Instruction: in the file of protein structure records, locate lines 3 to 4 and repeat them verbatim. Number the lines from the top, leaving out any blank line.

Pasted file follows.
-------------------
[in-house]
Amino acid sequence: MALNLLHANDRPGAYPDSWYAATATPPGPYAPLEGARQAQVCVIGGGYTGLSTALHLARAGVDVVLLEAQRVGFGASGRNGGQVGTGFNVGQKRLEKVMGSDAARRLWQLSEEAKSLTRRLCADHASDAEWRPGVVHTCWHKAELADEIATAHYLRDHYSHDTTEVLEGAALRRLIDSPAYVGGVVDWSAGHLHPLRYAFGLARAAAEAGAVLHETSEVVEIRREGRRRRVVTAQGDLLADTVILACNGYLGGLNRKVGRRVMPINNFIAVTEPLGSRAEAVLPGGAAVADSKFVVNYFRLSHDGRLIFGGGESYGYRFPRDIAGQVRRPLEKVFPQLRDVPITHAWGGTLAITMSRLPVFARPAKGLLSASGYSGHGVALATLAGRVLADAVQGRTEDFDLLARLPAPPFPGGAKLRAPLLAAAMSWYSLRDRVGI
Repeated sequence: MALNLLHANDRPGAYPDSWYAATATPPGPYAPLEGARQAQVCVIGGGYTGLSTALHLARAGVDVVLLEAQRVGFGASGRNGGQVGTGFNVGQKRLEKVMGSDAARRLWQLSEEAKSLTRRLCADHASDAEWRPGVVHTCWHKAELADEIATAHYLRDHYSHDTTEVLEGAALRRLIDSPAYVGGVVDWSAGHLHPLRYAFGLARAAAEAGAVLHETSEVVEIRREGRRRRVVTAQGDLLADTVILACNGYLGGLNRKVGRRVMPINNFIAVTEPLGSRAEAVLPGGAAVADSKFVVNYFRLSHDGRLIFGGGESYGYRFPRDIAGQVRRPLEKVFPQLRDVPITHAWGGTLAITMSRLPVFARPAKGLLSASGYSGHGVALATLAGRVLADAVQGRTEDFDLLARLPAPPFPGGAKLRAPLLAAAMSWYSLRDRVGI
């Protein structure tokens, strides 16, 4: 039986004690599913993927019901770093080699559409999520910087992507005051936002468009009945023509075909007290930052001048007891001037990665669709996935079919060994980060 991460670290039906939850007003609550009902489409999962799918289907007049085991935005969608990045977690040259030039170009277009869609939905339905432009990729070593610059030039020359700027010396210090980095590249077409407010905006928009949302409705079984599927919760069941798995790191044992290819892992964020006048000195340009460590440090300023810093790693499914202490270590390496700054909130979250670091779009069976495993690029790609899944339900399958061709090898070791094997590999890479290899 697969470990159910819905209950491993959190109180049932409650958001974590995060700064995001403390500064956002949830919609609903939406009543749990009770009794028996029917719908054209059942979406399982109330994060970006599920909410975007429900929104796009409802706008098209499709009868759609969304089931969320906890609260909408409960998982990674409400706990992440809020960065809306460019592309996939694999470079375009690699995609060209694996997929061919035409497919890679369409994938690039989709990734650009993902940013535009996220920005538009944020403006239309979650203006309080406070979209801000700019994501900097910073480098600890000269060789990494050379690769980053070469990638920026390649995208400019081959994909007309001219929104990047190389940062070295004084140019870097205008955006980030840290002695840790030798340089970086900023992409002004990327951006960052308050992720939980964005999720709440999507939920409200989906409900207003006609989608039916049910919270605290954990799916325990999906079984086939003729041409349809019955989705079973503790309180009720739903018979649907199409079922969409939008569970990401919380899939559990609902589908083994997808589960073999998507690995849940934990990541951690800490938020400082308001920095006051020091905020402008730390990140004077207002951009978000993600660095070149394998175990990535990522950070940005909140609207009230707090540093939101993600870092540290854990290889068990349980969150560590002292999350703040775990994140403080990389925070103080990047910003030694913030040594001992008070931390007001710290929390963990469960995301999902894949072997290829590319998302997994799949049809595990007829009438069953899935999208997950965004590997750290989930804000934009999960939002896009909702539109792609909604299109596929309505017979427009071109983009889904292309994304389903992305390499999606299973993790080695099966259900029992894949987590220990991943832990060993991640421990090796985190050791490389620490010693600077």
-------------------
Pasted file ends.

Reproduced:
Repeated sequence: MALNLLHANDRPGAYPDSWYAATATPPGPYAPLEGARQAQVCVIGGGYTGLSTALHLARAGVDVVLLEAQRVGFGASGRNGGQVGTGFNVGQKRLEKVMGSDAARRLWQLSEEAKSLTRRLCADHASDAEWRPGVVHTCWHKAELADEIATAHYLRDHYSHDTTEVLEGAALRRLIDSPAYVGGVVDWSAGHLHPLRYAFGLARAAAEAGAVLHETSEVVEIRREGRRRRVVTAQGDLLADTVILACNGYLGGLNRKVGRRVMPINNFIAVTEPLGSRAEAVLPGGAAVADSKFVVNYFRLSHDGRLIFGGGESYGYRFPRDIAGQVRRPLEKVFPQLRDVPITHAWGGTLAITMSRLPVFARPAKGLLSASGYSGHGVALATLAGRVLADAVQGRTEDFDLLARLPAPPFPGGAKLRAPLLAAAMSWYSLRDRVGI
């Protein structure tokens, strides 16, 4: 039986004690599913993927019901770093080699559409999520910087992507005051936002468009009945023509075909007290930052001048007891001037990665669709996935079919060994980060 991460670290039906939850007003609550009902489409999962799918289907007049085991935005969608990045977690040259030039170009277009869609939905339905432009990729070593610059030039020359700027010396210090980095590249077409407010905006928009949302409705079984599927919760069941798995790191044992290819892992964020006048000195340009460590440090300023810093790693499914202490270590390496700054909130979250670091779009069976495993690029790609899944339900399958061709090898070791094997590999890479290899 697969470990159910819905209950491993959190109180049932409650958001974590995060700064995001403390500064956002949830919609609903939406009543749990009770009794028996029917719908054209059942979406399982109330994060970006599920909410975007429900929104796009409802706008098209499709009868759609969304089931969320906890609260909408409960998982990674409400706990992440809020960065809306460019592309996939694999470079375009690699995609060209694996997929061919035409497919890679369409994938690039989709990734650009993902940013535009996220920005538009944020403006239309979650203006309080406070979209801000700019994501900097910073480098600890000269060789990494050379690769980053070469990638920026390649995208400019081959994909007309001219929104990047190389940062070295004084140019870097205008955006980030840290002695840790030798340089970086900023992409002004990327951006960052308050992720939980964005999720709440999507939920409200989906409900207003006609989608039916049910919270605290954990799916325990999906079984086939003729041409349809019955989705079973503790309180009720739903018979649907199409079922969409939008569970990401919380899939559990609902589908083994997808589960073999998507690995849940934990990541951690800490938020400082308001920095006051020091905020402008730390990140004077207002951009978000993600660095070149394998175990990535990522950070940005909140609207009230707090540093939101993600870092540290854990290889068990349980969150560590002292999350703040775990994140403080990389925070103080990047910003030694913030040594001992008070931390007001710290929390963990469960995301999902894949072997290829590319998302997994799949049809595990007829009438069953899935999208997950965004590997750290989930804000934009999960939002896009909702539109792609909604299109596929309505017979427009071109983009889904292309994304389903992305390499999606299973993790080695099966259900029992894949987590220990991943832990060993991640421990090796985190050791490389620490010693600077």